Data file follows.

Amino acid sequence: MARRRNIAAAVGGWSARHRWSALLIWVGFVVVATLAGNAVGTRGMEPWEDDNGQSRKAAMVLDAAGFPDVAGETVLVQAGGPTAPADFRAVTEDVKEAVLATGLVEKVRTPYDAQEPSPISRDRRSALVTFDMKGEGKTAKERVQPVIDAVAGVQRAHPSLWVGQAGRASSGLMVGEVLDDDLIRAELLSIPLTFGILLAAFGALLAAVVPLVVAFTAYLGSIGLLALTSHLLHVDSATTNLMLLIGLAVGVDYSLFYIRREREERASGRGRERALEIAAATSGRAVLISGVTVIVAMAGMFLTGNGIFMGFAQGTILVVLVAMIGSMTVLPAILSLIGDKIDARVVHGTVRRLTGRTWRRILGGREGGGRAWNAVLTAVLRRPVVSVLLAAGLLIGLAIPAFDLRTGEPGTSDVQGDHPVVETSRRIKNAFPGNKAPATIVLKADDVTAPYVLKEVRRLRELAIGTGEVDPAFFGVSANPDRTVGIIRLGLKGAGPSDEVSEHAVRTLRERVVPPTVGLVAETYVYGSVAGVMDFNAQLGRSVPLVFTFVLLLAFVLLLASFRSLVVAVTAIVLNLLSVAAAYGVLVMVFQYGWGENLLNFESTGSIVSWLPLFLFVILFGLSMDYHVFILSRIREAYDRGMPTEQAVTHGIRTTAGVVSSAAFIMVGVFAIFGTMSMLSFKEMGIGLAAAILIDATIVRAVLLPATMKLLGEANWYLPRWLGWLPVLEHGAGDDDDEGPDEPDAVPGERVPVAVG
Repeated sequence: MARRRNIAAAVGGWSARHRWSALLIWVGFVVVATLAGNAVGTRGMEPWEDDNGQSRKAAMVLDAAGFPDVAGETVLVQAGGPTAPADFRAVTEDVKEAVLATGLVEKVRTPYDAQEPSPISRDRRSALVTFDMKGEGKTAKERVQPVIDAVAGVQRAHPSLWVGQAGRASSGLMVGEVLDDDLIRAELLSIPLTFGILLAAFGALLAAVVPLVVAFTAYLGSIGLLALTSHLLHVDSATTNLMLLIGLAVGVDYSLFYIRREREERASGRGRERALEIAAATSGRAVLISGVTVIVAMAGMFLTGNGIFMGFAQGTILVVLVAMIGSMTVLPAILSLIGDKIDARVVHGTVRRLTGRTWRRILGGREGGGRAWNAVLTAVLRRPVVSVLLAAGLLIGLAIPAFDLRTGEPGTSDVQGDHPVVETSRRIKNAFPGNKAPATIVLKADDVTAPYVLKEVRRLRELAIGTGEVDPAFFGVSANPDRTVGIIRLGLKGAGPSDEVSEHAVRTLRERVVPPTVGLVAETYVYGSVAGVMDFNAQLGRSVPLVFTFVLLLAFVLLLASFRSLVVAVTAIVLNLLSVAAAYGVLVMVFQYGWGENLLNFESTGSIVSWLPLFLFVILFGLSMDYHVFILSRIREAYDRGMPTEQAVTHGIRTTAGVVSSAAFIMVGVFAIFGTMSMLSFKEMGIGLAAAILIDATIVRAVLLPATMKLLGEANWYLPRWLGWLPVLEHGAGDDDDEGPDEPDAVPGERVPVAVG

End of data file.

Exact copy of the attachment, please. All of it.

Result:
Amino acid sequence: MARRRNIAAAVGGWSARHRWSALLIWVGFVVVATLAGNAVGTRGMEPWEDDNGQSRKAAMVLDAAGFPDVAGETVLVQAGGPTAPADFRAVTEDVKEAVLATGLVEKVRTPYDAQEPSPISRDRRSALVTFDMKGEGKTAKERVQPVIDAVAGVQRAHPSLWVGQAGRASSGLMVGEVLDDDLIRAELLSIPLTFGILLAAFGALLAAVVPLVVAFTAYLGSIGLLALTSHLLHVDSATTNLMLLIGLAVGVDYSLFYIRREREERASGRGRERALEIAAATSGRAVLISGVTVIVAMAGMFLTGNGIFMGFAQGTILVVLVAMIGSMTVLPAILSLIGDKIDARVVHGTVRRLTGRTWRRILGGREGGGRAWNAVLTAVLRRPVVSVLLAAGLLIGLAIPAFDLRTGEPGTSDVQGDHPVVETSRRIKNAFPGNKAPATIVLKADDVTAPYVLKEVRRLRELAIGTGEVDPAFFGVSANPDRTVGIIRLGLKGAGPSDEVSEHAVRTLRERVVPPTVGLVAETYVYGSVAGVMDFNAQLGRSVPLVFTFVLLLAFVLLLASFRSLVVAVTAIVLNLLSVAAAYGVLVMVFQYGWGENLLNFESTGSIVSWLPLFLFVILFGLSMDYHVFILSRIREAYDRGMPTEQAVTHGIRTTAGVVSSAAFIMVGVFAIFGTMSMLSFKEMGIGLAAAILIDATIVRAVLLPATMKLLGEANWYLPRWLGWLPVLEHGAGDDDDEGPDEPDAVPGERVPVAVG
Repeated sequence: MARRRNIAAAVGGWSARHRWSALLIWVGFVVVATLAGNAVGTRGMEPWEDDNGQSRKAAMVLDAAGFPDVAGETVLVQAGGPTAPADFRAVTEDVKEAVLATGLVEKVRTPYDAQEPSPISRDRRSALVTFDMKGEGKTAKERVQPVIDAVAGVQRAHPSLWVGQAGRASSGLMVGEVLDDDLIRAELLSIPLTFGILLAAFGALLAAVVPLVVAFTAYLGSIGLLALTSHLLHVDSATTNLMLLIGLAVGVDYSLFYIRREREERASGRGRERALEIAAATSGRAVLISGVTVIVAMAGMFLTGNGIFMGFAQGTILVVLVAMIGSMTVLPAILSLIGDKIDARVVHGTVRRLTGRTWRRILGGREGGGRAWNAVLTAVLRRPVVSVLLAAGLLIGLAIPAFDLRTGEPGTSDVQGDHPVVETSRRIKNAFPGNKAPATIVLKADDVTAPYVLKEVRRLRELAIGTGEVDPAFFGVSANPDRTVGIIRLGLKGAGPSDEVSEHAVRTLRERVVPPTVGLVAETYVYGSVAGVMDFNAQLGRSVPLVFTFVLLLAFVLLLASFRSLVVAVTAIVLNLLSVAAAYGVLVMVFQYGWGENLLNFESTGSIVSWLPLFLFVILFGLSMDYHVFILSRIREAYDRGMPTEQAVTHGIRTTAGVVSSAAFIMVGVFAIFGTMSMLSFKEMGIGLAAAILIDATIVRAVLLPATMKLLGEANWYLPRWLGWLPVLEHGAGDDDDEGPDEPDAVPGERVPVAVG